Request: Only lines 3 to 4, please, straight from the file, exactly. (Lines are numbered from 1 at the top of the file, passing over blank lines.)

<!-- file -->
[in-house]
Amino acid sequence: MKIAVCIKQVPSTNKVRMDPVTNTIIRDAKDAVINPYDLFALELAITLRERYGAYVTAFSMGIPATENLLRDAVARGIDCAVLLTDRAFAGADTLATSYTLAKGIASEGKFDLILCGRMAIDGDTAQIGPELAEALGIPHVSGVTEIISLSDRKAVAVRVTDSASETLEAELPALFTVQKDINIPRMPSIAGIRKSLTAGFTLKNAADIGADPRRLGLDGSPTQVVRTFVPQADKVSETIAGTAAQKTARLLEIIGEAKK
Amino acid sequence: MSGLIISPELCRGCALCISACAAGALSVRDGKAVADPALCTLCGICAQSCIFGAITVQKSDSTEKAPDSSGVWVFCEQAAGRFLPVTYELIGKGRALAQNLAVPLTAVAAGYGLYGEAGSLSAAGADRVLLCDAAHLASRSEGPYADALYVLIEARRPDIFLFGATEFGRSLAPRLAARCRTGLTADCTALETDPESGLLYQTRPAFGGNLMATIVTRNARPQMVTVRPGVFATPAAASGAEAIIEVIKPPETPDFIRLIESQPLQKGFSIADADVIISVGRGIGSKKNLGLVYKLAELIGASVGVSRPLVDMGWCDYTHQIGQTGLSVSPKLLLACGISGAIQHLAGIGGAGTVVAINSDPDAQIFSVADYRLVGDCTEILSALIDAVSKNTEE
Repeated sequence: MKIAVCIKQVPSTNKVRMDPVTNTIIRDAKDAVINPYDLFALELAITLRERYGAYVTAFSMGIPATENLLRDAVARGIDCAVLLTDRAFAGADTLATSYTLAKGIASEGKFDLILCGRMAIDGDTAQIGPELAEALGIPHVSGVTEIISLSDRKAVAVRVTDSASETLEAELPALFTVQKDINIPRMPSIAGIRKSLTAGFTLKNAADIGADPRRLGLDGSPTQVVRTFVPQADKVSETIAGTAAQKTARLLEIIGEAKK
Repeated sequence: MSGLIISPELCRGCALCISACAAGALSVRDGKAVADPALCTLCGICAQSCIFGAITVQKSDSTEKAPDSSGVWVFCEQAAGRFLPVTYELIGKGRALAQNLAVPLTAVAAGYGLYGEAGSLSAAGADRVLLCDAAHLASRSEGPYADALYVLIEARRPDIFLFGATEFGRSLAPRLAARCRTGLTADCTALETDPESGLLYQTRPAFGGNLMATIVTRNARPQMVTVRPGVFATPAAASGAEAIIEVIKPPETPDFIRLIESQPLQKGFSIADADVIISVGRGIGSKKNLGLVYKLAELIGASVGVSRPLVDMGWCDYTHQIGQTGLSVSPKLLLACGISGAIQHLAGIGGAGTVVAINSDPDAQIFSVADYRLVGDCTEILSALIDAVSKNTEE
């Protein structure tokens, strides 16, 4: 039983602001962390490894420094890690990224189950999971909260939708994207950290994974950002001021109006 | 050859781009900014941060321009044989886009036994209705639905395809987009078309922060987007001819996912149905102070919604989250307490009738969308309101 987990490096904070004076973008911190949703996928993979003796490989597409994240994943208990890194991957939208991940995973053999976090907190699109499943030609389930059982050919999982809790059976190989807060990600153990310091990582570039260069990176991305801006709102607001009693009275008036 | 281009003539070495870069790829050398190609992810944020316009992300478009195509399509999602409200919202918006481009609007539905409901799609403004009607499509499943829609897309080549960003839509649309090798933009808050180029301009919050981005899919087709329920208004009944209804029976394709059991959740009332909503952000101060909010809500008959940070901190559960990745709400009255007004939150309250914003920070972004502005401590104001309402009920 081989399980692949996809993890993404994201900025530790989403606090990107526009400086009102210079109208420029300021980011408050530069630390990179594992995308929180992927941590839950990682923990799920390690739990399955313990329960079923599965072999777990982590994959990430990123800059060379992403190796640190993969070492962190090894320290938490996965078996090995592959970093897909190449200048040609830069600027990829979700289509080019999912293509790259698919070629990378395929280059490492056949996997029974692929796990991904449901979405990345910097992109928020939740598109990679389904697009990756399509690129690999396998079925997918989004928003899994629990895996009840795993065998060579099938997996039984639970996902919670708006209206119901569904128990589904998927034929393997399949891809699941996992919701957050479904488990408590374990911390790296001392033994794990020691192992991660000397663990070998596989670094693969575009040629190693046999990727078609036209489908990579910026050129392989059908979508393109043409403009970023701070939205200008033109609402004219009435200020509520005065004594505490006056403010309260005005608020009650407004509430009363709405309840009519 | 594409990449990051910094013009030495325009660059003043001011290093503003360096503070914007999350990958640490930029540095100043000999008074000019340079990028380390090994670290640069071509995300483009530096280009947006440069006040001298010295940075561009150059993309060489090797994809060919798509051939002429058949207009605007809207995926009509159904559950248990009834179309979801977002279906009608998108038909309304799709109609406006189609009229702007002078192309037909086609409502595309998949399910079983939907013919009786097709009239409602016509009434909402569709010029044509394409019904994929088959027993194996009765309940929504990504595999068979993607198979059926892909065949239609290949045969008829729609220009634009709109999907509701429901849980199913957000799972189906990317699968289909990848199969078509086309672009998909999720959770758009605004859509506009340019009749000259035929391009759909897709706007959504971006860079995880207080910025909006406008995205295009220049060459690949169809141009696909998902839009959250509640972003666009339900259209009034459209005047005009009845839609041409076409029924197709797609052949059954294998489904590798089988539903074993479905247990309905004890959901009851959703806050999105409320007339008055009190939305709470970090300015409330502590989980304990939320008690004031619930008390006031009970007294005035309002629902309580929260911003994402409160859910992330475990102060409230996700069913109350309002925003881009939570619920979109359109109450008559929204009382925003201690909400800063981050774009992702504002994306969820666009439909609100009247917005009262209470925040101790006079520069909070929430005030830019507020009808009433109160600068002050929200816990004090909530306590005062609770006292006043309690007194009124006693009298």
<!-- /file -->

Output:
Amino acid sequence: MSGLIISPELCRGCALCISACAAGALSVRDGKAVADPALCTLCGICAQSCIFGAITVQKSDSTEKAPDSSGVWVFCEQAAGRFLPVTYELIGKGRALAQNLAVPLTAVAAGYGLYGEAGSLSAAGADRVLLCDAAHLASRSEGPYADALYVLIEARRPDIFLFGATEFGRSLAPRLAARCRTGLTADCTALETDPESGLLYQTRPAFGGNLMATIVTRNARPQMVTVRPGVFATPAAASGAEAIIEVIKPPETPDFIRLIESQPLQKGFSIADADVIISVGRGIGSKKNLGLVYKLAELIGASVGVSRPLVDMGWCDYTHQIGQTGLSVSPKLLLACGISGAIQHLAGIGGAGTVVAINSDPDAQIFSVADYRLVGDCTEILSALIDAVSKNTEE
Repeated sequence: MKIAVCIKQVPSTNKVRMDPVTNTIIRDAKDAVINPYDLFALELAITLRERYGAYVTAFSMGIPATENLLRDAVARGIDCAVLLTDRAFAGADTLATSYTLAKGIASEGKFDLILCGRMAIDGDTAQIGPELAEALGIPHVSGVTEIISLSDRKAVAVRVTDSASETLEAELPALFTVQKDINIPRMPSIAGIRKSLTAGFTLKNAADIGADPRRLGLDGSPTQVVRTFVPQADKVSETIAGTAAQKTARLLEIIGEAKK